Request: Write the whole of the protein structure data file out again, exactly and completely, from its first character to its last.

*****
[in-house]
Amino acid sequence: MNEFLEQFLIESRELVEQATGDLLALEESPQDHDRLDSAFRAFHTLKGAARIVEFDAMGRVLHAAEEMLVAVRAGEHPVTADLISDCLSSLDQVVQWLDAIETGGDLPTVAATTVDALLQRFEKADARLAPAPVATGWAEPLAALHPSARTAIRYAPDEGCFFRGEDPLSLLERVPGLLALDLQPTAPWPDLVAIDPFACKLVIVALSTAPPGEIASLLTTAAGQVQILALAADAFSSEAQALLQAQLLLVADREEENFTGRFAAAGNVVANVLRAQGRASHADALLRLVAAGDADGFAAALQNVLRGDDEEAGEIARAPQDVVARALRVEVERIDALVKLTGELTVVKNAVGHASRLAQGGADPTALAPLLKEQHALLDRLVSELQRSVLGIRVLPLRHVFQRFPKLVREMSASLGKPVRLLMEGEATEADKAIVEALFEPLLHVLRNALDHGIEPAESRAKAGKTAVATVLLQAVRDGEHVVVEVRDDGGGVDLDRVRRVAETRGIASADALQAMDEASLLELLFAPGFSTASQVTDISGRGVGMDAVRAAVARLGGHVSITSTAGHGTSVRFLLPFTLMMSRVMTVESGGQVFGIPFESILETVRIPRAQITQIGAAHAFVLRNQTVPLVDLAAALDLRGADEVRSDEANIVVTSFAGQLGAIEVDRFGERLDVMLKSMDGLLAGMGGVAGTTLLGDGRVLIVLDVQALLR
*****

[in-house]
Amino acid sequence: MNEFLEQFLIESRELVEQATGDLLALEESPQDHDRLDSAFRAFHTLKGAARIVEFDAMGRVLHAAEEMLVAVRAGEHPVTADLISDCLSSLDQVVQWLDAIETGGDLPTVAATTVDALLQRFEKADARLAPAPVATGWAEPLAALHPSARTAIRYAPDEGCFFRGEDPLSLLERVPGLLALDLQPTAPWPDLVAIDPFACKLVIVALSTAPPGEIASLLTTAAGQVQILALAADAFSSEAQALLQAQLLLVADREEENFTGRFAAAGNVVANVLRAQGRASHADALLRLVAAGDADGFAAALQNVLRGDDEEAGEIARAPQDVVARALRVEVERIDALVKLTGELTVVKNAVGHASRLAQGGADPTALAPLLKEQHALLDRLVSELQRSVLGIRVLPLRHVFQRFPKLVREMSASLGKPVRLLMEGEATEADKAIVEALFEPLLHVLRNALDHGIEPAESRAKAGKTAVATVLLQAVRDGEHVVVEVRDDGGGVDLDRVRRVAETRGIASADALQAMDEASLLELLFAPGFSTASQVTDISGRGVGMDAVRAAVARLGGHVSITSTAGHGTSVRFLLPFTLMMSRVMTVESGGQVFGIPFESILETVRIPRAQITQIGAAHAFVLRNQTVPLVDLAAALDLRGADEVRSDEANIVVTSFAGQLGAIEVDRFGERLDVMLKSMDGLLAGMGGVAGTTLLGDGRVLIVLDVQALLR